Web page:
- What, if anything, should we do about it?
- Who am I? Who are we?
- What do people like me/us do in situations like this?
- What’s the situation….
The reconfiguration of management based on our default ecological rationality helps frame and address these questions. The advantages of this approach are many:
- By recognizing our true nature it begins to heal the souls of both people and the organizations for which they work.
- By emphasizing the importance of context it helps us understand the situations in which people can realize their potential.
- Renewal is embedded into the dynamics of the “ecocycle”, which reflects the trajectories of complex systems over time.
- The ecocycle dynamic shows us how both sides of the manager’s brain are essential and how they can work together in creative harmony: ecological rationality with rational agency, Homer Simpson and family with Mr. Spock.
- The ecological perspective recognizes that power changes its mode and location throughout the life of an organization (as well as societies and economies). It shows why and how, especially as these entities age, power has to be continually redistributed.
- Balance and harmony are constantly evidenced in nature on whose dynamics the ecocycle is based. The ecological perspective applied to organizations shows us both how simple (but not easy) such balance and harmony can be to achieve.
The evidence is becoming overwhelming: Our brains (and bodies) are collections of special-purpose “apps”, cobbled together by evolution. Our embodied minds have evolved to extract cues to action from the situations in which we find ourselves. We are seekers of meaning and narrative truth: contexts matter, history matters and communities matter. This is in sharp contrast to the belief that we should be “rational agents”, concerned only with scientific truth and exercising a universal, Cartesian rationality, using context-free principles. Human nature must be recognized for what it is; an ancient selfishness, overlaid with a thick layer of cooperation and finished with veneer of reason.
The ecological framework covers a vast expanse of management ideas and practices and integrates them into a coherent whole. The resulting synthesis has the potential to form the nucleus for the renewal of capitalism and the “re-enchantment” of management.
This approach is based on my book, The New Ecology of Leadership: Business Mastery in a Chaotic World (Columbia University Press, April 17 2012). See attached materials for further details.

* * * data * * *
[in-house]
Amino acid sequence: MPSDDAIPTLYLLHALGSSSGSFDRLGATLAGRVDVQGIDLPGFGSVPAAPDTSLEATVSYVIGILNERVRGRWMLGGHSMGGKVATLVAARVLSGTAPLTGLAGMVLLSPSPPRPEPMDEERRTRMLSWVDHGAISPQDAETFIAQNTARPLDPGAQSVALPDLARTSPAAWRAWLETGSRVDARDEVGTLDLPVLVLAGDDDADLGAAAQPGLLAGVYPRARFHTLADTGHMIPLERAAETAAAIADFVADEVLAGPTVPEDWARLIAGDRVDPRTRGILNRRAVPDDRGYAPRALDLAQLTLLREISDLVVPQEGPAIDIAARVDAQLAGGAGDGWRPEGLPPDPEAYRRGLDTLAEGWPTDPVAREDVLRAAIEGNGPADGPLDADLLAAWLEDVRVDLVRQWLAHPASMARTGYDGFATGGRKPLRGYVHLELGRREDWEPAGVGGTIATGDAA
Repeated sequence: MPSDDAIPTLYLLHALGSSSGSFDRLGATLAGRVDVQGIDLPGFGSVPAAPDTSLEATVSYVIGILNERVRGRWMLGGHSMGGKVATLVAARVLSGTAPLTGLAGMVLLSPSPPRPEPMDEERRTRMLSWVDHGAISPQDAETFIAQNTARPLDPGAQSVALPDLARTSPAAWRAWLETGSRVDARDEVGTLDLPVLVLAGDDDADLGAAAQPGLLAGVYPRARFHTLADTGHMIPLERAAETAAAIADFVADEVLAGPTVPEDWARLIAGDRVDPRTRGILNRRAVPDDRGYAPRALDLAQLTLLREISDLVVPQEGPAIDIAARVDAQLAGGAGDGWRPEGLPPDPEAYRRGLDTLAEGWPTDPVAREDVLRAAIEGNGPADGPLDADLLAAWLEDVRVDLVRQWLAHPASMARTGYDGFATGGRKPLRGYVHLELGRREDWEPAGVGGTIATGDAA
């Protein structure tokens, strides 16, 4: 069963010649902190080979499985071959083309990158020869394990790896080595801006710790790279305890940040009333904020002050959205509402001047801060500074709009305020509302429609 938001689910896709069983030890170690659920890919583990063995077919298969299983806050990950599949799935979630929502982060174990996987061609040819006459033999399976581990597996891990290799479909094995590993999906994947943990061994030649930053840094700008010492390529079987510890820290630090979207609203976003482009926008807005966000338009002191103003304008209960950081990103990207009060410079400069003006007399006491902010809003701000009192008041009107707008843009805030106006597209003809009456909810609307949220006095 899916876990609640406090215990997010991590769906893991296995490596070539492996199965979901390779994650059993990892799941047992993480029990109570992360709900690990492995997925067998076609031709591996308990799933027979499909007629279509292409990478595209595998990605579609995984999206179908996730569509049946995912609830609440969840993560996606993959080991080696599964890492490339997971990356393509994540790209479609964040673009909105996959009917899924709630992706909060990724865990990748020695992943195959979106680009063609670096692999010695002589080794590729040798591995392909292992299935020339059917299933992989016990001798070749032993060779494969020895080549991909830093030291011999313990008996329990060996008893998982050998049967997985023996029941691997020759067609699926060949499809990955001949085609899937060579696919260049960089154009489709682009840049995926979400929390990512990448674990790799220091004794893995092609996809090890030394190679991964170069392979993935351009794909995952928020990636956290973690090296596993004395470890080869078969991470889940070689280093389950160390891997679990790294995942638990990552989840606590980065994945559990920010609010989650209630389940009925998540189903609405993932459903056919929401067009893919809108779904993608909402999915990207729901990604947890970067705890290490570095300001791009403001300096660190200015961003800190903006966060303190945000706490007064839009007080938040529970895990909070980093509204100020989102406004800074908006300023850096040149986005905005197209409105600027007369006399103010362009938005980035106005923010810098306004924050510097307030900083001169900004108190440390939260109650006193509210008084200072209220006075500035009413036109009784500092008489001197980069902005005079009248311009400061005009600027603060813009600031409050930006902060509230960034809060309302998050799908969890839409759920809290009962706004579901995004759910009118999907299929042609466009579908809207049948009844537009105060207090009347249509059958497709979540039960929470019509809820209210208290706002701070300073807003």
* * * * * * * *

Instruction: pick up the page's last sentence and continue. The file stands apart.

The solution is presented as a dynamic mental model that enables its users to
- Hone their contextual intelligence – the practical wisdom that allows them to understand the types and dimensions of organizational contexts and how to frame them. For a context is not just a hard, unchangeable thing “out there”; it is also very much a product of how we make sense of the world “in here.” Thus, we can often alter a context by changing how we name and frame a situation.
- Design, evoke, and even control some contexts and anticipate others so that they can avoid, counter or, at the very least, prepare for them. They can use it to find and focus the behaviors that produce the results needed by the organization, its stakeholders, and the community and society at large.
- Appreciate that stability and change, far from being opposites, are inextricably bound up with each other. They are complements. You can’t have one without the other. It is our failure to appreciate this subtle relationship that accounts for the fact that we are continually surprised by crises of all kinds and that the world often appears to be more chaotic than it really is.
- Comprehend both the complexity and simplicity of innovation by seeing not only why organizations grow with such effortless ease at some stages of their lives but also why, in the longer term, nothing fails like success. They will see how organizations are conceived in passion, born in communities of trust, grow through the application of logic, and mature in power. They will comprehend why powerful organizations decline as they age and how their strengths become weaknesses in changing circumstances. For the trappings of success and the contexts it creates can inhibit learning, and the resulting decline can be both difficult to sense and intractable to manage.